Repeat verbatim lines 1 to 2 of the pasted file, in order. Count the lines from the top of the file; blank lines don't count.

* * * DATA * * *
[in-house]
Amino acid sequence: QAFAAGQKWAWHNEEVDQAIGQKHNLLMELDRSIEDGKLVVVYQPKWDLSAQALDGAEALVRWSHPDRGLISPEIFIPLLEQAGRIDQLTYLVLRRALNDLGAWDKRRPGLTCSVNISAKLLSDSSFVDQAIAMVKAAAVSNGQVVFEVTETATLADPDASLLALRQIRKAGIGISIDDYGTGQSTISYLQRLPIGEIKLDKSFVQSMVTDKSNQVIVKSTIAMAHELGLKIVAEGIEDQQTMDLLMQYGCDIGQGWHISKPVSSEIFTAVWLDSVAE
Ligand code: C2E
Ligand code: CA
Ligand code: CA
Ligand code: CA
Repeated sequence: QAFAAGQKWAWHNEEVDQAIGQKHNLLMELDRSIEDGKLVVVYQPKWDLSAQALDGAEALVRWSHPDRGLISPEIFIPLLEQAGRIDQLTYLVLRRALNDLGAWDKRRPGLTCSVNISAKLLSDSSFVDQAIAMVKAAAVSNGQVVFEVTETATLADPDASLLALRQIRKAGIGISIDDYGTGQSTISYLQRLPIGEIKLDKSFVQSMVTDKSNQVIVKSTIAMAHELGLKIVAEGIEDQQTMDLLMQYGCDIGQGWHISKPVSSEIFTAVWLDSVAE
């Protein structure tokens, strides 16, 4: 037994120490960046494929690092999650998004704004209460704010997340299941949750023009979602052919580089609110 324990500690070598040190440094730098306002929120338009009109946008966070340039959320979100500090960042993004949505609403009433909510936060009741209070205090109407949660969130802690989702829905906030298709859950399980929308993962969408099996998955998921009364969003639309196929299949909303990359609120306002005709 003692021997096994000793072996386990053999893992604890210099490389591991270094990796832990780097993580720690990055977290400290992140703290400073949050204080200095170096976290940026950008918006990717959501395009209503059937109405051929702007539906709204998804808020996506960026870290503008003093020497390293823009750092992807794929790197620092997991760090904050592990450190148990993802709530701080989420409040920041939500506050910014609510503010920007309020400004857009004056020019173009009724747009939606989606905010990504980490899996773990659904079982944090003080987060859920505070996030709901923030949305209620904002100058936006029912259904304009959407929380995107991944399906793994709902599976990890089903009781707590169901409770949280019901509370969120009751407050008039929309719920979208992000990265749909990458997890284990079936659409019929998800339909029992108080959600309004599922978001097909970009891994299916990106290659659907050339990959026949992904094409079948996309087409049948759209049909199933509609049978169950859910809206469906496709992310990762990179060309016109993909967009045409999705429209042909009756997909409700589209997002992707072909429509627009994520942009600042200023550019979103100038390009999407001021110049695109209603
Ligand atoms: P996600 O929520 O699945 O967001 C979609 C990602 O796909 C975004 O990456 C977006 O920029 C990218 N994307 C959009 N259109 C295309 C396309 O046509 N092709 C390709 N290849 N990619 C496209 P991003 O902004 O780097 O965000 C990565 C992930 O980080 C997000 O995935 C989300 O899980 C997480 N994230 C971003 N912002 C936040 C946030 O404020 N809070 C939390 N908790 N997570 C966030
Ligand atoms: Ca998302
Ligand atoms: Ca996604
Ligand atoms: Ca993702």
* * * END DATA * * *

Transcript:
[in-house]
Amino acid sequence: QAFAAGQKWAWHNEEVDQAIGQKHNLLMELDRSIEDGKLVVVYQPKWDLSAQALDGAEALVRWSHPDRGLISPEIFIPLLEQAGRIDQLTYLVLRRALNDLGAWDKRRPGLTCSVNISAKLLSDSSFVDQAIAMVKAAAVSNGQVVFEVTETATLADPDASLLALRQIRKAGIGISIDDYGTGQSTISYLQRLPIGEIKLDKSFVQSMVTDKSNQVIVKSTIAMAHELGLKIVAEGIEDQQTMDLLMQYGCDIGQGWHISKPVSSEIFTAVWLDSVAE